With a collection of images that compares the site's apparent love for the sensationalizing of large breasts and apparent disdain for a practice that simply nourishes a child, Megginson points out Facebook's seemingly twisted sense of acceptability when it comes to nudity and the female breast.
An infographic from shopping transaction and activity research company Buysight takes a look at the differences between today's advertising culture and the one glorified on AMC's Mad Men. In a post on the Buysight blog about the infographic, the author writes, "Marketers are content creators and publishers are increasingly like agencies. Audiences, too, play an active role now, from debunking false claims to spreading the word about great brands.
Several industry experts comment on the post with Personal Life Media CEO Susan Bratton writing, "Biggest trend: The marketer as content publisher. . . Curating and creating content for search optimization and social media are now crucial components of an online marketing platform. No longer can we buy ads in someone else's content, we must be the content creators to have a voice in the digital domain, which frankly, for most brands, is where the war is won in the 21st century."
What do you think the biggest changes have been since Don Draper walked the halways of Madison Avenue?
This is a post about smoking, which I wrote to precede my sunshiny Lions wrapup. It is randomly scattered with pictures of the events and people referred to, in part for context, but also so you don't have to scroll through all the "fun" shots without perspective.
In advertising, we pick up a lot of habits - "creative" habits, mostly - that we occasionally are and aren't proud of, depending on our mood and who's looking. The Cannes Lions becomes a magnifier of all those habits: there, trapped in paradise for a week, people don't just drink until 5 in the morning; they often smoke as if all the weight of the world depends on it.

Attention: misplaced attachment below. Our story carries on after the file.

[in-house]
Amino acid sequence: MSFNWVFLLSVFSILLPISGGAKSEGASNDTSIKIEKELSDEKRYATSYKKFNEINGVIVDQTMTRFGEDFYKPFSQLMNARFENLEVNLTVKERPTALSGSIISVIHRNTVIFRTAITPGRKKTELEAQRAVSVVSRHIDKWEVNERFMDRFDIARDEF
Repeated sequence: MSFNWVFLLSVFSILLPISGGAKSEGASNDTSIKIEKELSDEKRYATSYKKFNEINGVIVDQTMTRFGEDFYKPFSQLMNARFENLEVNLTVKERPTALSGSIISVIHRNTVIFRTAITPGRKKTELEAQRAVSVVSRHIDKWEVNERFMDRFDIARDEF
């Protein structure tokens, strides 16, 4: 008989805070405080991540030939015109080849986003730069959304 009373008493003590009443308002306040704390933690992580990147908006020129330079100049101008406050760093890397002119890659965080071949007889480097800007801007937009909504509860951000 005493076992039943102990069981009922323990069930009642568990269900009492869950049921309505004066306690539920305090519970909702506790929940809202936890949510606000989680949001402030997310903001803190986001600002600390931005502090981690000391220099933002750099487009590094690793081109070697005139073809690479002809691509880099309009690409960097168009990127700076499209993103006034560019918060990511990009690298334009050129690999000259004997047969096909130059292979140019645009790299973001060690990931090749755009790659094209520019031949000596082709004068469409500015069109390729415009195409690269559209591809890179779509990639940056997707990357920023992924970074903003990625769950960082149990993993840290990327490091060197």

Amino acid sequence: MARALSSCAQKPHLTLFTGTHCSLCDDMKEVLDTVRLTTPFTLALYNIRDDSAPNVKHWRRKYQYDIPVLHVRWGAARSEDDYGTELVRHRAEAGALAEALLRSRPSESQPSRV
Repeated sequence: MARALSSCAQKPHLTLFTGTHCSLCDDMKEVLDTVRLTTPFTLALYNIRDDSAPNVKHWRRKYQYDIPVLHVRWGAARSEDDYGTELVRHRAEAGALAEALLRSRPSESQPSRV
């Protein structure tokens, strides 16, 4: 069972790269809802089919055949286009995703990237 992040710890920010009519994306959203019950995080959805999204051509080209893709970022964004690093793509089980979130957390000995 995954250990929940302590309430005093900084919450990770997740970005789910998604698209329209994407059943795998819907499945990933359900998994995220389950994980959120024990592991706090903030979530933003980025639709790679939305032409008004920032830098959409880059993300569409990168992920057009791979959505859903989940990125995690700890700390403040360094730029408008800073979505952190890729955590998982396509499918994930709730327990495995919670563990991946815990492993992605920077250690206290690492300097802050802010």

"Last night I knew it was time to go home because I started chainsmoking," complained Shannon Stephaniuk of Glossy. "I hate smoking more than anything else in the world!"
I suppose I believe her. I've never seen Shannon pick up a cigarette, not once, and I smoke a great deal, which usually outs the casual smokers in party atmospheres.
Anyway, this Cannes phenomenon leads to a lot of semi-casual conversation about why we all started smoking in the first place, which naturally drifts over to quitting and efforts to get there.
This is why I started smoking (in earnest, not counting the flirtation I had in college when my best friend gave me a pack of Vanilla Dreams for my 18th birthday): to eke a promotion out of a boss who only discussed "the future" with his subordinates during smoke breaks. I was 19, maybe 20.
"You know what Gabriel Garcia Marquez did to quit?" began Draftfcb ECD Mark Fiddes, rather grandly, at a beachside luncheon for production firm Mad Cow. "Gabriel Garcia Marquez buried his last packet of cigarettes. Big mound. It was something he could walk by and look at every day."
"That's how he quit?" I asked incredulously. Garcia Marquez was a heavy smoker - six packs a day at worst, I think.
"That's how," Mark said smugly.
The social graph. Data portability. Privacy. Data control. Peerset CTO and Co-founder Amit Kanigsberg has a few things to share on these topics in this second post in a series on the use of personal data.
Pursuing Transparency is no Private Matter
What does transparency mean to you? In the online advertising industry it conjures one of two things: 1) For the advertiser, full insight into the ad serving stack (from agency to publisher) or 2) For the consumer, full insight into the targeting data ad networks and data providers collect (e.g., Google, Bluekai).
If your first thought was #1, you are forgiven. It is after all natural to follow the money. And there is plenty of it being strewn across that field. But I'll argue that you should be thinking about the consumer a bit more, the sleeping giant as it were. And if you jumped straight to #2, then I'd bet you felt that current efforts and lackluster hype around transparency seems a bit, well, lacking, slight, effervescent, wispy, ethereal - more translucent really.